A "tariff" is the general term for the tax that a government levies on products imported from other countries. Sometimes the words "duty," "customers," "customs duty" and "imported duties" are also used to convey the same meaning.
In international trade, governments make this tax obligatory for different reasons, one of which is to raise revenue. However, not every item is taxed. Most countries maintain a "free list" of goods that are not subject to a tariff.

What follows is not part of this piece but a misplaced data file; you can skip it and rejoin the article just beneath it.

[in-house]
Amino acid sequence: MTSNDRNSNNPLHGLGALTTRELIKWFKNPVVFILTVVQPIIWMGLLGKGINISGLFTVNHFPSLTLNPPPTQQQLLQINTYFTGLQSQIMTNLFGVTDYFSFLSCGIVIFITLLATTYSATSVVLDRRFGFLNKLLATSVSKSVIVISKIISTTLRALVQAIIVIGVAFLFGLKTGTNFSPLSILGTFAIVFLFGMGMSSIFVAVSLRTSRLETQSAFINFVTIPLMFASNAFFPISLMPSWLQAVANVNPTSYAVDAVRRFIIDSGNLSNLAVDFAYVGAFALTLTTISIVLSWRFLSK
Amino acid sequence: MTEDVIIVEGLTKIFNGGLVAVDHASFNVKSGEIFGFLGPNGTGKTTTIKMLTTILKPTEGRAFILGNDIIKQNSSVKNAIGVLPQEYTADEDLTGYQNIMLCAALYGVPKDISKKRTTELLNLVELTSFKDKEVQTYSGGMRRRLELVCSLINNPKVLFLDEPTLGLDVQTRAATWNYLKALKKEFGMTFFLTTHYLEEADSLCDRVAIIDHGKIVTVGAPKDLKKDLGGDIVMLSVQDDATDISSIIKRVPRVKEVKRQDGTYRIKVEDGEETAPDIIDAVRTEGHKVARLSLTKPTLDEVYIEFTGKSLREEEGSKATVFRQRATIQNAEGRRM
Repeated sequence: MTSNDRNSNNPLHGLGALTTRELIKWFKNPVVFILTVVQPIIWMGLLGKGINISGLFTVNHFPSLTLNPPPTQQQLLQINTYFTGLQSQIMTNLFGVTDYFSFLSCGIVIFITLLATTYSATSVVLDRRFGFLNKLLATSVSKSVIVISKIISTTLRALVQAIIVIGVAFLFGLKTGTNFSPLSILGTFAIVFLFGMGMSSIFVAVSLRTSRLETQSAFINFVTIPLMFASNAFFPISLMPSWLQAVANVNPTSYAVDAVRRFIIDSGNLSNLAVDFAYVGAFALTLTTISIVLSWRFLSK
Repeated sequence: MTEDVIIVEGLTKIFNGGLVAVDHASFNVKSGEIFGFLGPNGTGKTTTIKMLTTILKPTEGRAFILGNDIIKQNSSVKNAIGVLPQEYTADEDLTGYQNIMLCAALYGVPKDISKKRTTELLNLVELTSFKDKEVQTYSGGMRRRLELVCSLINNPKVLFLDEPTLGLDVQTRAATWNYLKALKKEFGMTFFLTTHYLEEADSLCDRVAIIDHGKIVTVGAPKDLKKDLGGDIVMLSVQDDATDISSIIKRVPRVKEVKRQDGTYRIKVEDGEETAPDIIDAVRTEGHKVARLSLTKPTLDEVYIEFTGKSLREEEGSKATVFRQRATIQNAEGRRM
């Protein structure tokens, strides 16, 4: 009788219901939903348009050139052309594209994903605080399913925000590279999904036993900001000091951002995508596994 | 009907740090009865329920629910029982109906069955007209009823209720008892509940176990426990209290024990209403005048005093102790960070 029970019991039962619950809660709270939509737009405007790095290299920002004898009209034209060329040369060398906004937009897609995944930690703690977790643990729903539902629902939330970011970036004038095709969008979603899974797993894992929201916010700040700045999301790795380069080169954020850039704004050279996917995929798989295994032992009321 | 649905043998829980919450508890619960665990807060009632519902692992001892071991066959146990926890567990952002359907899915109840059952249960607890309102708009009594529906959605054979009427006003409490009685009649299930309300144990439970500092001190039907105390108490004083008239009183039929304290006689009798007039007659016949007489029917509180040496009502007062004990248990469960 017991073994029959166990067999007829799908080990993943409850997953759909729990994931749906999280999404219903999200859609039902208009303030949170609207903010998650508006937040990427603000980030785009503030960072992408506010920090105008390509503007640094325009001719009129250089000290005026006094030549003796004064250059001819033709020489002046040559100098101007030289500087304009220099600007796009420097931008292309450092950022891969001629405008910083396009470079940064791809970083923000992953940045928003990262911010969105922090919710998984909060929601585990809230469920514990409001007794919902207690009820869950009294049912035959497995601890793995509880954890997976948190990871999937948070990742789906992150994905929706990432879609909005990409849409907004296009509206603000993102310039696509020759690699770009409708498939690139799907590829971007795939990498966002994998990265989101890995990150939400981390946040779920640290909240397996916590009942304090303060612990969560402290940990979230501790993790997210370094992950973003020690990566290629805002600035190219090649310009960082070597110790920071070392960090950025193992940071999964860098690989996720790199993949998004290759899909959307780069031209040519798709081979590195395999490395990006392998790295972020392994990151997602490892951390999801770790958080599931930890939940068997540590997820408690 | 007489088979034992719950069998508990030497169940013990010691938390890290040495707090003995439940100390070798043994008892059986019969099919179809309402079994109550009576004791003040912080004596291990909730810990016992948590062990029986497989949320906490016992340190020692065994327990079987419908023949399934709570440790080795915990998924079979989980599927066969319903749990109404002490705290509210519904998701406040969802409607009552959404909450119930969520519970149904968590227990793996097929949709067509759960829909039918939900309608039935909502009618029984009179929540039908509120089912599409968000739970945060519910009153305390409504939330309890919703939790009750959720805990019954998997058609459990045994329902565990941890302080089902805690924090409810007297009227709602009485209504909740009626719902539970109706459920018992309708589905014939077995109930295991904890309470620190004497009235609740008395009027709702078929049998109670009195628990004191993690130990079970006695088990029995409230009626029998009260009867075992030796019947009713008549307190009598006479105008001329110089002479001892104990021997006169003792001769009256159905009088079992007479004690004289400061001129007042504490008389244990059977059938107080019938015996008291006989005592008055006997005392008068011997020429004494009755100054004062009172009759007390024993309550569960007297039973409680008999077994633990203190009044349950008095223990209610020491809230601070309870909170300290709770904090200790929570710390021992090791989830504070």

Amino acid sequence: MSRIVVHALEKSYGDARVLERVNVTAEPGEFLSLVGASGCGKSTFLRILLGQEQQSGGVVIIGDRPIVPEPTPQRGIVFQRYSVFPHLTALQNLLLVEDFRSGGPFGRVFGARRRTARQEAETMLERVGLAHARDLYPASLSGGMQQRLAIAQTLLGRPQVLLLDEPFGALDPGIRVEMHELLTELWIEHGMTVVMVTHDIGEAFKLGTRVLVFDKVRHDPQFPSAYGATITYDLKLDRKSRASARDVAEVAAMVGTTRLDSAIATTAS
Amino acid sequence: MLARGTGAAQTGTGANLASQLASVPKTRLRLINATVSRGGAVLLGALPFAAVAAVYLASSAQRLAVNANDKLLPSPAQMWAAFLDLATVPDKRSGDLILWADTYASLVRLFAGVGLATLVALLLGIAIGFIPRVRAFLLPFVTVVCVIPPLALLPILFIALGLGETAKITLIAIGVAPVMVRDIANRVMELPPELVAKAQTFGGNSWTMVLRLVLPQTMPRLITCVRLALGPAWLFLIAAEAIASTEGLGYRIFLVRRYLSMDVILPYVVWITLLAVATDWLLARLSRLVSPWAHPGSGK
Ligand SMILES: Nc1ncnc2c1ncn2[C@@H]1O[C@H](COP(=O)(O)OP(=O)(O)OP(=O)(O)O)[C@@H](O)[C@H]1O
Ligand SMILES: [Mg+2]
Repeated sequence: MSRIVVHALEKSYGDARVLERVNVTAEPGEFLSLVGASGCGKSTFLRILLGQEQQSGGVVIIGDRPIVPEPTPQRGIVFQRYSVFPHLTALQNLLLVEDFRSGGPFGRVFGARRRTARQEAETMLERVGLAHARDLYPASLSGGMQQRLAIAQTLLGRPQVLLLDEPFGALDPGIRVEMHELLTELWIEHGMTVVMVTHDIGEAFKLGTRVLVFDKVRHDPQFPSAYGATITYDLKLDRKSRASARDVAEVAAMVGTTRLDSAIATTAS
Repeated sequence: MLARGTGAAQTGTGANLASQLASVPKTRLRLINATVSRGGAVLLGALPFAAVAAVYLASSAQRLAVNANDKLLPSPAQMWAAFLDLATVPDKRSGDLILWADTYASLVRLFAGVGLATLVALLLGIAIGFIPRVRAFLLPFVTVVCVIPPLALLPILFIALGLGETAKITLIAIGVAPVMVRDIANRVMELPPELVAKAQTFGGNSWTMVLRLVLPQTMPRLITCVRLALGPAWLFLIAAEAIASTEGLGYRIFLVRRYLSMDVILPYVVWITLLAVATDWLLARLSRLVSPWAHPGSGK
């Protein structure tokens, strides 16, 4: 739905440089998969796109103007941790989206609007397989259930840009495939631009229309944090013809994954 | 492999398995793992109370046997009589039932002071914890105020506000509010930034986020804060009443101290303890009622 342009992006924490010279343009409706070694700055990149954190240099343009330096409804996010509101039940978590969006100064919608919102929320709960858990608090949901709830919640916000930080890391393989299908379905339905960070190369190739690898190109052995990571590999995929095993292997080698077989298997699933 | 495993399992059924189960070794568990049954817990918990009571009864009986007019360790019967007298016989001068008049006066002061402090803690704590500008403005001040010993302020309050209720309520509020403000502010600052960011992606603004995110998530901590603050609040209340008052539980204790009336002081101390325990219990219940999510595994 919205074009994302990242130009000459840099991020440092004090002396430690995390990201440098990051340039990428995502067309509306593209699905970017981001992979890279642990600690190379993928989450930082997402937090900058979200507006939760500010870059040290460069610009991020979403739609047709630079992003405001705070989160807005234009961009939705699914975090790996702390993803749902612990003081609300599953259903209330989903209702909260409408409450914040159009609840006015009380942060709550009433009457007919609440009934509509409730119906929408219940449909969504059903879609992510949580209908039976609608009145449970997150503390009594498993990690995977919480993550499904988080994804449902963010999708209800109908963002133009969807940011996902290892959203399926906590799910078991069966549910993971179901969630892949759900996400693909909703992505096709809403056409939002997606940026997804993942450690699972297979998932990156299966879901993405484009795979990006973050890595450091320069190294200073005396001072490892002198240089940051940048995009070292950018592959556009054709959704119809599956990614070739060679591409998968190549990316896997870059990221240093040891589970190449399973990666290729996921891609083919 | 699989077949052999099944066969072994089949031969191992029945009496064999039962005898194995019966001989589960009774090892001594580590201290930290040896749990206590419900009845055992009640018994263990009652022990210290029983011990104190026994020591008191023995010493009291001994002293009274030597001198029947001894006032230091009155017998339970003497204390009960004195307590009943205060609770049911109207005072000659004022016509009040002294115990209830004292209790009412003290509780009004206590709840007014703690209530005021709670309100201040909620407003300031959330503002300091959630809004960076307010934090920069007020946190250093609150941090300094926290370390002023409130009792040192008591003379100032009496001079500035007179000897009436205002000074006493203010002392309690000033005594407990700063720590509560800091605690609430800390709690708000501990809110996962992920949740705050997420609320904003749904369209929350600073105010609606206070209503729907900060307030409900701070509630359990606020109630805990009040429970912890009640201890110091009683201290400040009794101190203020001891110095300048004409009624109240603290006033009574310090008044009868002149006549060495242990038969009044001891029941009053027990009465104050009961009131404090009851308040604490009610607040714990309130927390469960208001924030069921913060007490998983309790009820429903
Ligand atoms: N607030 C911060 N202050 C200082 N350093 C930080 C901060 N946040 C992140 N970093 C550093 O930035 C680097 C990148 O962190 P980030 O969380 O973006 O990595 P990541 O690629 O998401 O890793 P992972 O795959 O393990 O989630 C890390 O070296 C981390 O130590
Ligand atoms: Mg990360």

Other taxes may be applied to imported goods, depending on the country and the commodity. For example, the U.S. charges a federal excise tax on imported alcoholic beverages and tobacco products.